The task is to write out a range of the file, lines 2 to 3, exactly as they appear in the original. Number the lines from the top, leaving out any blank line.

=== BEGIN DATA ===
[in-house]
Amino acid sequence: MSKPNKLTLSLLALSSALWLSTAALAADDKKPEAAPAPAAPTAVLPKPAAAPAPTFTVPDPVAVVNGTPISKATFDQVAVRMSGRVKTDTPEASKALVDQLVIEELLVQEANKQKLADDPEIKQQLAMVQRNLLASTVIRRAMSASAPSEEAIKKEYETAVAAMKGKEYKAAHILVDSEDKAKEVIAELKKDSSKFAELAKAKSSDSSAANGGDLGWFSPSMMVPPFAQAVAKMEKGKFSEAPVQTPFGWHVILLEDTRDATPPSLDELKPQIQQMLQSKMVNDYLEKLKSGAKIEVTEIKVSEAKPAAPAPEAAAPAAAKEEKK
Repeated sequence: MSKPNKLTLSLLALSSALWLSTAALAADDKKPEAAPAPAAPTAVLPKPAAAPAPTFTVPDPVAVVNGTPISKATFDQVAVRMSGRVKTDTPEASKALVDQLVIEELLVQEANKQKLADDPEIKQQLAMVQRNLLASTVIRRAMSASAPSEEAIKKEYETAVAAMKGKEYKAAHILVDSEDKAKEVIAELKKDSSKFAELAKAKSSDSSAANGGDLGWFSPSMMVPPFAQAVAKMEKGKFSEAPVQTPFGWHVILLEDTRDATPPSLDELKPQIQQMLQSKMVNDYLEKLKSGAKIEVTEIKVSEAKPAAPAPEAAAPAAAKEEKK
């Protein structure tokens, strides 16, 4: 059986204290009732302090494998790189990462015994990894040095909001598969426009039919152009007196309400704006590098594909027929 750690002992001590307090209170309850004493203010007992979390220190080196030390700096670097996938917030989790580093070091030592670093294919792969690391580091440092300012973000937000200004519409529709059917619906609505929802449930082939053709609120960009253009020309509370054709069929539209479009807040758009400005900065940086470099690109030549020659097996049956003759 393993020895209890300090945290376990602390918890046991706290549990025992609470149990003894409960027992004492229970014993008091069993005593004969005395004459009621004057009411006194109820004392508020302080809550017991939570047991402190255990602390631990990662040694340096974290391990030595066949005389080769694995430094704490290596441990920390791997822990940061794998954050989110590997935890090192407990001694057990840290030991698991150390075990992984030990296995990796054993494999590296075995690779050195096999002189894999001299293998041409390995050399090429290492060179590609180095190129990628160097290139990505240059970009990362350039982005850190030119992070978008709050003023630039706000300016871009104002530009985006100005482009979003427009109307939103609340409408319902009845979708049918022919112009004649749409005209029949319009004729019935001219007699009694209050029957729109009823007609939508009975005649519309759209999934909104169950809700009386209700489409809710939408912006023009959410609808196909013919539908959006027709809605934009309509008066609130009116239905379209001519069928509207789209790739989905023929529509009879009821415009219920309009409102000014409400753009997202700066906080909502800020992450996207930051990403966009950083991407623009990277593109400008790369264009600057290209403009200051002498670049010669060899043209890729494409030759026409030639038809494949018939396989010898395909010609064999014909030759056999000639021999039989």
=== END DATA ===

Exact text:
Amino acid sequence: MSKPNKLTLSLLALSSALWLSTAALAADDKKPEAAPAPAAPTAVLPKPAAAPAPTFTVPDPVAVVNGTPISKATFDQVAVRMSGRVKTDTPEASKALVDQLVIEELLVQEANKQKLADDPEIKQQLAMVQRNLLASTVIRRAMSASAPSEEAIKKEYETAVAAMKGKEYKAAHILVDSEDKAKEVIAELKKDSSKFAELAKAKSSDSSAANGGDLGWFSPSMMVPPFAQAVAKMEKGKFSEAPVQTPFGWHVILLEDTRDATPPSLDELKPQIQQMLQSKMVNDYLEKLKSGAKIEVTEIKVSEAKPAAPAPEAAAPAAAKEEKK
Repeated sequence: MSKPNKLTLSLLALSSALWLSTAALAADDKKPEAAPAPAAPTAVLPKPAAAPAPTFTVPDPVAVVNGTPISKATFDQVAVRMSGRVKTDTPEASKALVDQLVIEELLVQEANKQKLADDPEIKQQLAMVQRNLLASTVIRRAMSASAPSEEAIKKEYETAVAAMKGKEYKAAHILVDSEDKAKEVIAELKKDSSKFAELAKAKSSDSSAANGGDLGWFSPSMMVPPFAQAVAKMEKGKFSEAPVQTPFGWHVILLEDTRDATPPSLDELKPQIQQMLQSKMVNDYLEKLKSGAKIEVTEIKVSEAKPAAPAPEAAAPAAAKEEKK